Tornado response brings us together

The principle that “what unites us is greater than what divides us” is a foundation of almost any ecumenical dialogue or effort. And it is sadly, yet wonderfully, true that what unites our faith communities like nothing else seems to be major tragedies — be it a disaster of a national scope like 9-11 or Hurricane Katrina, or more localized ones like the floods and tornadoes that we see repeated here in central Illinois.

“I am touched by such generous hearts of people and their willingness to help,” said Father Tony Fevlo, SMA, administrator of two faith communities serving and Ottawa and Naplate, hard hit by the twisters of Feb. 28. He told The Catholic Post that a woman from Chicago sent a $100 check with instructions to “use it to help people in need.”

Whether sandbagging to hold back flood waters, walking a field to clean and salvage tornado debris, or serving meals and hospitality at a community center after a disaster, persons from various churches rub elbows, put their faith into action, and — as the season of Lent calls us to do — ponder the fragility of both life and property.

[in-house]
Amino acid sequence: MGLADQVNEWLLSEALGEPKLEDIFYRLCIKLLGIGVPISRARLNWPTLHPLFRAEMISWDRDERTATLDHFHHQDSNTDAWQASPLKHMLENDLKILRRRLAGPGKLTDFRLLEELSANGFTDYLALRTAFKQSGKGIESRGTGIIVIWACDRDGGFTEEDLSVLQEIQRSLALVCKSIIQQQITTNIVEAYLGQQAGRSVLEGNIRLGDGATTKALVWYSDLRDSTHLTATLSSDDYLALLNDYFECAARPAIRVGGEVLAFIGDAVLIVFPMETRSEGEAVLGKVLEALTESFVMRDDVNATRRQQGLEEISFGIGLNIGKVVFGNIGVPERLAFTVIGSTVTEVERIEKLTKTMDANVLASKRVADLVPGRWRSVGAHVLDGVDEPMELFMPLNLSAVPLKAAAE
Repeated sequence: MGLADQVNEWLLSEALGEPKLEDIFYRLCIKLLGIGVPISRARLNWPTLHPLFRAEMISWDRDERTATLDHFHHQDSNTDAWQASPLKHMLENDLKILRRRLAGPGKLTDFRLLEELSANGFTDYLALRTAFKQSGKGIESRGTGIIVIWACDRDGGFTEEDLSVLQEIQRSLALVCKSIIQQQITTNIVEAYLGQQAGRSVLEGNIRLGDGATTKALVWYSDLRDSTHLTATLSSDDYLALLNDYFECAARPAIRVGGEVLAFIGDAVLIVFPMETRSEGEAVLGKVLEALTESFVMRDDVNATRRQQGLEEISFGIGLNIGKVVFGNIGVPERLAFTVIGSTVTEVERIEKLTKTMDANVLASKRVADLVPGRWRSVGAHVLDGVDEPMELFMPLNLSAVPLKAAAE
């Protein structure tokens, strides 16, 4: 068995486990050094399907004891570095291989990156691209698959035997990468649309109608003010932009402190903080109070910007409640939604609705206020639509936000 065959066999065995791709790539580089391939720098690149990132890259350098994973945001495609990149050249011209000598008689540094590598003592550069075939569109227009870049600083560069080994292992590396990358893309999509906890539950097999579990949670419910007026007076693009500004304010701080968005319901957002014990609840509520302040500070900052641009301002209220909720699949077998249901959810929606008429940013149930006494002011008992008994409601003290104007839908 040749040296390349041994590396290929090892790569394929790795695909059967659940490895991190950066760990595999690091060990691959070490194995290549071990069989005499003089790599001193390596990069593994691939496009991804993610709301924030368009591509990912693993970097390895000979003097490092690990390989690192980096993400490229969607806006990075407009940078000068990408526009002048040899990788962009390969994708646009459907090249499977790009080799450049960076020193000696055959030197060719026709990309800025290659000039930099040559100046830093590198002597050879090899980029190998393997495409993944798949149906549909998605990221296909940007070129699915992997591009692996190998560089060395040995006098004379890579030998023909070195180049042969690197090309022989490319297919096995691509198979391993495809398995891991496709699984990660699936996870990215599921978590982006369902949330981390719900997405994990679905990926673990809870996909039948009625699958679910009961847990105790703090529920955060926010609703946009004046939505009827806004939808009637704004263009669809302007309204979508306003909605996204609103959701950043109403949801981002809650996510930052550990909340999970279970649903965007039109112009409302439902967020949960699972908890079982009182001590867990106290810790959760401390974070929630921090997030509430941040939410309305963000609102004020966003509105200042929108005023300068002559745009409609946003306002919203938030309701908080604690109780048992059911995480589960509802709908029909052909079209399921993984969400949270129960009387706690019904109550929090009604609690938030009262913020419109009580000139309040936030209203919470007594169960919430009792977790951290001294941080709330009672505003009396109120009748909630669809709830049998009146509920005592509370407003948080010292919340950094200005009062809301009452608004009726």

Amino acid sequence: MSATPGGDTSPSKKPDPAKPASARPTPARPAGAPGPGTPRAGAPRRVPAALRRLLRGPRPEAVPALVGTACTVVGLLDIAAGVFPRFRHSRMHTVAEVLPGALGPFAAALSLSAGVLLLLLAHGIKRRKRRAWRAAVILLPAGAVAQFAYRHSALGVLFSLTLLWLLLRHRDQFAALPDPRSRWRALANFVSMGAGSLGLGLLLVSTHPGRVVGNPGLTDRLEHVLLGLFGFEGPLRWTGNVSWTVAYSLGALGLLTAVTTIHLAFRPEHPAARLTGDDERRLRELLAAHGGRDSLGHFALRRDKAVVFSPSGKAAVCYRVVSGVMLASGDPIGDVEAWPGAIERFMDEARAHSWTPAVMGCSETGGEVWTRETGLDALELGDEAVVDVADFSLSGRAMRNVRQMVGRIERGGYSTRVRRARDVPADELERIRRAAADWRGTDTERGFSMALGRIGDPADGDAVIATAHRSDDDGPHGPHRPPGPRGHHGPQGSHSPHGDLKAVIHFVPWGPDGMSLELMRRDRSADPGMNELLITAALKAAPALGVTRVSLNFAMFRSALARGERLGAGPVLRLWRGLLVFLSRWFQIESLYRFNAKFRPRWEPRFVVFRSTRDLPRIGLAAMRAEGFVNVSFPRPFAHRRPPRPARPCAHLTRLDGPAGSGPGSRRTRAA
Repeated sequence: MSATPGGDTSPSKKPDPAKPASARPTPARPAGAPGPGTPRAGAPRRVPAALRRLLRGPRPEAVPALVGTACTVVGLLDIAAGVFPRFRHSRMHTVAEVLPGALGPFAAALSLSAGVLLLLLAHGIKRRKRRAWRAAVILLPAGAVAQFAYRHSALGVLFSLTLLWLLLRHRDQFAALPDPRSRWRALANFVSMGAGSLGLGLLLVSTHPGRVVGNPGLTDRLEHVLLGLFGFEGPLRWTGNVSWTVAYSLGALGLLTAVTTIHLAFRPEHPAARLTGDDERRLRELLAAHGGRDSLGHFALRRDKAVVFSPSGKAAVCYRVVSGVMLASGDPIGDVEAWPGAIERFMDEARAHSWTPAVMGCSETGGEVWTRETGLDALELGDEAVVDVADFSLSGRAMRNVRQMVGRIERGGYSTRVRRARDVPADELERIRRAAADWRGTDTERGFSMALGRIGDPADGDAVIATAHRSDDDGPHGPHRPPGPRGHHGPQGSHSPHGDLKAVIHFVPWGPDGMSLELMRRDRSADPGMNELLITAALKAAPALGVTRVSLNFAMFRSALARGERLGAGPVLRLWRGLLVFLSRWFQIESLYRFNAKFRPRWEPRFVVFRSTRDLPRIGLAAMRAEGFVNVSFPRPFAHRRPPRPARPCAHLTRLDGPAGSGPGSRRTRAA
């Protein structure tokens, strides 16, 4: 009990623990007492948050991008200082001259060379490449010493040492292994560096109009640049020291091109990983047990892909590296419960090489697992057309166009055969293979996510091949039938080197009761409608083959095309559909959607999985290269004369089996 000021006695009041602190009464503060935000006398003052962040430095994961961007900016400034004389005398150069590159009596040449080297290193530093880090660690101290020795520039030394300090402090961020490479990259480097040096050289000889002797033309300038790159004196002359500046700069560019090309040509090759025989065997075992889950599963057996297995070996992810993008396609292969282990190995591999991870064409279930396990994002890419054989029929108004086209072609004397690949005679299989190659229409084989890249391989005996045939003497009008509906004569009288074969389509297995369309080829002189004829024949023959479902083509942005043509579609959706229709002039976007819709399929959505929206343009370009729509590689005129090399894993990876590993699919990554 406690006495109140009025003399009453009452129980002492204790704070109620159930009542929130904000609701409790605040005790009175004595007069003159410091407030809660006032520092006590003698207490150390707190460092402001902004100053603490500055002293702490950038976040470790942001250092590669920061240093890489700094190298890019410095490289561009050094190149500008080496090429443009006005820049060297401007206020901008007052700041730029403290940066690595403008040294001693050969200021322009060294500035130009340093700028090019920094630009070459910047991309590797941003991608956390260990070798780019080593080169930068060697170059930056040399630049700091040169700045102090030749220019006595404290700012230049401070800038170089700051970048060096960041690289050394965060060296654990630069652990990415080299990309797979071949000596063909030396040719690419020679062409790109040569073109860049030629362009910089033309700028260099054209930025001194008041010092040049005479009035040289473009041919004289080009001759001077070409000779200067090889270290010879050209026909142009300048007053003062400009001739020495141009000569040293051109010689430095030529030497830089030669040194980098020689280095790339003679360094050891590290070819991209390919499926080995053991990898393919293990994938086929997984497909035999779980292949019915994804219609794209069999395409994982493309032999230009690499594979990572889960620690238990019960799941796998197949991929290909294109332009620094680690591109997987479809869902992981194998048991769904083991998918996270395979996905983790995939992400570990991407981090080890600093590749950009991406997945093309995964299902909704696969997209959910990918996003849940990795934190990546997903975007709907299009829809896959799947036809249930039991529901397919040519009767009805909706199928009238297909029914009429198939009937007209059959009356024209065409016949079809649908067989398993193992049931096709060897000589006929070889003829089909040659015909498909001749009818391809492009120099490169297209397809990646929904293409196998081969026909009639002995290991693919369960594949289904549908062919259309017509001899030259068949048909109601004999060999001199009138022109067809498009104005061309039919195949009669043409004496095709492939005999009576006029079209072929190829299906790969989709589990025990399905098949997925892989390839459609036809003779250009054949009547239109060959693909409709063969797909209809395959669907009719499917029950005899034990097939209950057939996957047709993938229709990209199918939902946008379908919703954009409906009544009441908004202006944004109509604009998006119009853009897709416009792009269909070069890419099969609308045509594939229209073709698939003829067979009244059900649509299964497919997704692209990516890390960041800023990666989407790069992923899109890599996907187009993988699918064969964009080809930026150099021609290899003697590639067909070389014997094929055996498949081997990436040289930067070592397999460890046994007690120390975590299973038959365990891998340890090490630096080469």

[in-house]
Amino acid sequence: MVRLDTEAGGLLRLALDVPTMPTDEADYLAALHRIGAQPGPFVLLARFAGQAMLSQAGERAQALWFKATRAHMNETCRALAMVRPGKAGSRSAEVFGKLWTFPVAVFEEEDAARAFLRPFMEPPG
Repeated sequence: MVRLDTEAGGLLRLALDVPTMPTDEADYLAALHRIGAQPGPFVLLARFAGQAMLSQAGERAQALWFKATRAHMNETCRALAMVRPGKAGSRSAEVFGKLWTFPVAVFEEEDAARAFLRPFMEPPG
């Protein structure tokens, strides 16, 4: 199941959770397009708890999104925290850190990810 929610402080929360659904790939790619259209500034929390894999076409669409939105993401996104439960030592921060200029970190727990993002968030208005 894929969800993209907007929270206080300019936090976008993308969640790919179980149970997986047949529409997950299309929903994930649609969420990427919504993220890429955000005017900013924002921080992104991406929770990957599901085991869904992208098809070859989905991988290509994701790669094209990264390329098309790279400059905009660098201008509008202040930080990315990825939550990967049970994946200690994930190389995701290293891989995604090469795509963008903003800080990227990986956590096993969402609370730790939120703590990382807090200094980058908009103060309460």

We commend all who have responded to the needs of tornado victims from the Feb. 28 storms, especially in Ottawa-Naplate and Washburn. May your example spur us to seek greater unity among the Body of Christ when wind, water and other destructive forces are calm, which we pray is for a very long time. — Thomas J. Dermody

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